Cellphone branding is everywhere you go, even in the smallest of settlements and like most towns in southern Mozambique, Catembe has a fair amount of litter. A scraggly hen and her chicks picked through a pile of rubble optimistically as we waited in line to board the ferry back to Maputo.
The 100km journey from Catembe to Ponta is hard going. We stopped several times in the hope of finding some acceptable lunch. The Catembe Gallery Hotel was the best option but horribly pricey. Jose, having grown up in Mozambique to Portuguese parents, was happy to eat a plate of local food in one of the villages, but my sister-in-law was having none of that. Ravenous, we compromised, settling for fresh pão with margarine and bananas from a market stall in a dusty settlement before heading out to Salamanga, Zitundu and finally Ponta do Ouro. Wiser on the return journey, we had packed chilled orange quarters, potato chips and boiled eggs.
Oh yes, about that near arrest: The vehicle checkpoint at Salamanga is literally in the middle of nowhere – the last check before Maputo for stolen vehicles from South Africa. It’s manned by an assortment of uniforms only metres away from a fascinating Hindu temple (equally in the middle of nowhere), which I got out of the car to photograph while Jose dealt with the formalities at the boom. It’s when I snapped away at a heavily laden minibus taxi coming through the boom that the trouble started. I had inadvertently managed to get the checkpoint office – a small, unassuming cubicle – in the picture. The officer in charge was furious and wanted to know why I was photographing a government building. It was news to me and unintentional. My Portuguese is worse than his English and telling him I blog as a hobby and had a background in journalism wasn’t going to cut it in Salamanga. “I’m a tourist. I photograph everything I see”, I managed.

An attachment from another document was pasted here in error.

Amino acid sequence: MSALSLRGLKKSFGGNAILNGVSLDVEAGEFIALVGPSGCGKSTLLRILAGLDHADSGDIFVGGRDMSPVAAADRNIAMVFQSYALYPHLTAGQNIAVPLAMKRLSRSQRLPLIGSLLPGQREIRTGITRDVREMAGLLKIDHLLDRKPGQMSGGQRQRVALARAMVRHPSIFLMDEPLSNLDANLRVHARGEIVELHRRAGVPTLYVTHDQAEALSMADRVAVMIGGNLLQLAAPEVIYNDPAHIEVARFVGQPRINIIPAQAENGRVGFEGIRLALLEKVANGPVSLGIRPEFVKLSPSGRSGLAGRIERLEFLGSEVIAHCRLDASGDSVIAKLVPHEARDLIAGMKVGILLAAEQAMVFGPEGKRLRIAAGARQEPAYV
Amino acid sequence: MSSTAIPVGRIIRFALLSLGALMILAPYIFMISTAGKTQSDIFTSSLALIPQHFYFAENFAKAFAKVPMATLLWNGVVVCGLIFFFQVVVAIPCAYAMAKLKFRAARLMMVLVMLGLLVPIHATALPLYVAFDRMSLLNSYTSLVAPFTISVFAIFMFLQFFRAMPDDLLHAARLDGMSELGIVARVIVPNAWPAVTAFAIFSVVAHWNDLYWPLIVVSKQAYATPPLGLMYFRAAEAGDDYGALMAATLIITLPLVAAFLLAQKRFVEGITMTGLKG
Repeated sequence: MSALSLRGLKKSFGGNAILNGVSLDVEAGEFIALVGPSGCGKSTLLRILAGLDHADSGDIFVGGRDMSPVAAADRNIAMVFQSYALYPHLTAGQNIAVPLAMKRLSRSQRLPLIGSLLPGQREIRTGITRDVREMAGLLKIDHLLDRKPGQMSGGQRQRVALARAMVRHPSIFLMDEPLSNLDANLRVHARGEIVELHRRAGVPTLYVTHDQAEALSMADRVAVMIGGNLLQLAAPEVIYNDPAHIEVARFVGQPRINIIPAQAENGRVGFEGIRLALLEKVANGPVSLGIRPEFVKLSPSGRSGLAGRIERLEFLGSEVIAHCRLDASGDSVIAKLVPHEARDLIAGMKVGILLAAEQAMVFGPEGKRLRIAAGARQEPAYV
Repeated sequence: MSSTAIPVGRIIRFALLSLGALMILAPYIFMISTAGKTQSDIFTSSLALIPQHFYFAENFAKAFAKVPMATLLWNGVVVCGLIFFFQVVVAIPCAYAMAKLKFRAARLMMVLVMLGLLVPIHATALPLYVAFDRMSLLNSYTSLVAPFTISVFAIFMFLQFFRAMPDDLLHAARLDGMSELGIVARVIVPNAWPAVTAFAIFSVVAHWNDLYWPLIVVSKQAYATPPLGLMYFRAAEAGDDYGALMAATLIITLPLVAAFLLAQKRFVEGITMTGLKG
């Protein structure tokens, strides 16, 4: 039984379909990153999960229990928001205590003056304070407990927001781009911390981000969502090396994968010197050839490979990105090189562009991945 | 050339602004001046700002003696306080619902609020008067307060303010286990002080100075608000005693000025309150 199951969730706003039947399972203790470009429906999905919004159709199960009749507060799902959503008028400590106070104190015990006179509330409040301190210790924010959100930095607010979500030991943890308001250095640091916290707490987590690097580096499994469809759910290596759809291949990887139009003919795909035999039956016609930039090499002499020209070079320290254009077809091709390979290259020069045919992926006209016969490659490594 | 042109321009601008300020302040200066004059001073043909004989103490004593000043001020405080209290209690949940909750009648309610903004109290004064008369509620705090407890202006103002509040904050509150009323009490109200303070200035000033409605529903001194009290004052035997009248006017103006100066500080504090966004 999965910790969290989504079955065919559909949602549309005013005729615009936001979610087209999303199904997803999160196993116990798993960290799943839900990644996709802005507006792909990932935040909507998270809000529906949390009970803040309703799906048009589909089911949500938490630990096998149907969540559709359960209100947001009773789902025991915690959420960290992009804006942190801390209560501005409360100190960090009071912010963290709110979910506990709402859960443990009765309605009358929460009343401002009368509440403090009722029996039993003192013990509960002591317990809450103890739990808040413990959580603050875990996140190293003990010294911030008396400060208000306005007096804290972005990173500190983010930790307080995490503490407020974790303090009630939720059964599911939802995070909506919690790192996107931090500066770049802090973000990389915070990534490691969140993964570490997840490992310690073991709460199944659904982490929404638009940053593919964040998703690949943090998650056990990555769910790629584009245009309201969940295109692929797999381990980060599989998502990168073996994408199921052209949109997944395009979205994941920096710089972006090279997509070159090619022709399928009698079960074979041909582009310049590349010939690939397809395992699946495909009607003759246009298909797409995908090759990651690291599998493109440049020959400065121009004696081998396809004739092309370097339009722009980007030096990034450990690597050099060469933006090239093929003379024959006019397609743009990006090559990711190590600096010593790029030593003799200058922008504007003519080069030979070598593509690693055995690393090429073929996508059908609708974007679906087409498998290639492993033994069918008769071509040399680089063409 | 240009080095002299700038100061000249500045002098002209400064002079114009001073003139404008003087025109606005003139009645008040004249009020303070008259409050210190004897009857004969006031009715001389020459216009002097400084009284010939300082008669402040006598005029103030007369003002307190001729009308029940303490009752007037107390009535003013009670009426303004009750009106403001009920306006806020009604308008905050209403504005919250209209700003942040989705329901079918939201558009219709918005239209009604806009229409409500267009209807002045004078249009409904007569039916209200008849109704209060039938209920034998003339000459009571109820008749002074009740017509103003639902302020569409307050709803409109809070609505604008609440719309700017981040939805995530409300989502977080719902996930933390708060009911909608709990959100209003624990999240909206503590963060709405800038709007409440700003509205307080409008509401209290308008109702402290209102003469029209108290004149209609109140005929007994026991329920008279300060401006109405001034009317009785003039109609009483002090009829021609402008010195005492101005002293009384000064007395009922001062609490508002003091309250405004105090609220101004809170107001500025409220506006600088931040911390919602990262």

By then several other uniforms had gathered around us (I suspect the checkpoint may even have been unmanned at that point 🙂 ) and we spent what seemed like eternity flipping through all my snaps. “Catembe”, another officer ventured in decent English as he examined the digital screen. He showed the OC “Maputo” and the “Ferry”. Unsurprisingly he didn’t seem to recognise the arum lilies I had photographed in Tokai forest a few weeks before, but it must have been enough to convince them all that I was indeed a crackpot who photographs everything. The OC made doubly sure I had deleted the offending photos and then let me pass.
Back in the 4 x 4 you could feel the collective relief. Jose – who had come to my rescue in the dying minutes of my encounter – chirped brightly as we drove away: “He told me he was going to arrest you, you know”, he said as he gathered speed.
On the return journey I feigned sleep just in case the officer had had a change of heart while we were in Ponta do Ouro, but it must have been his day off. The checkpoint was being manned by others and we sailed through with my camera tucked well out of sight 🙂